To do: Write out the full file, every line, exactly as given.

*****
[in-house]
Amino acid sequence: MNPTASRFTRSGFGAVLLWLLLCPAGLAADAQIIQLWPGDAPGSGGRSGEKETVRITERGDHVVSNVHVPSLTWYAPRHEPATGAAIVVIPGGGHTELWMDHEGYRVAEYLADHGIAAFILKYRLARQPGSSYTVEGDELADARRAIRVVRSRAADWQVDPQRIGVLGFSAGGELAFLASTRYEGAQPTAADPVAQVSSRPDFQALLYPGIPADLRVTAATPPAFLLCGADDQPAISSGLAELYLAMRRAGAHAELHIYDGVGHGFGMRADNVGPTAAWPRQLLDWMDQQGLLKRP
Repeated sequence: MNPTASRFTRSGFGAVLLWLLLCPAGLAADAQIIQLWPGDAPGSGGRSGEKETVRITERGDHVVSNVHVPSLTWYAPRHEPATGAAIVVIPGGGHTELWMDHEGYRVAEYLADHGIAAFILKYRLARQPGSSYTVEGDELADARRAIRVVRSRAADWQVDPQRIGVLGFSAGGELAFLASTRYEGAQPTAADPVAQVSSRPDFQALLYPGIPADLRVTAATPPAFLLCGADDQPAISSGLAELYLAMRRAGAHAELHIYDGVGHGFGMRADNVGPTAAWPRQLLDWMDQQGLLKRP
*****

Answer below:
[in-house]
Amino acid sequence: MNPTASRFTRSGFGAVLLWLLLCPAGLAADAQIIQLWPGDAPGSGGRSGEKETVRITERGDHVVSNVHVPSLTWYAPRHEPATGAAIVVIPGGGHTELWMDHEGYRVAEYLADHGIAAFILKYRLARQPGSSYTVEGDELADARRAIRVVRSRAADWQVDPQRIGVLGFSAGGELAFLASTRYEGAQPTAADPVAQVSSRPDFQALLYPGIPADLRVTAATPPAFLLCGADDQPAISSGLAELYLAMRRAGAHAELHIYDGVGHGFGMRADNVGPTAAWPRQLLDWMDQQGLLKRP
Repeated sequence: MNPTASRFTRSGFGAVLLWLLLCPAGLAADAQIIQLWPGDAPGSGGRSGEKETVRITERGDHVVSNVHVPSLTWYAPRHEPATGAAIVVIPGGGHTELWMDHEGYRVAEYLADHGIAAFILKYRLARQPGSSYTVEGDELADARRAIRVVRSRAADWQVDPQRIGVLGFSAGGELAFLASTRYEGAQPTAADPVAQVSSRPDFQALLYPGIPADLRVTAATPPAFLLCGADDQPAISSGLAELYLAMRRAGAHAELHIYDGVGHGFGMRADNVGPTAAWPRQLLDWMDQQGLLKRP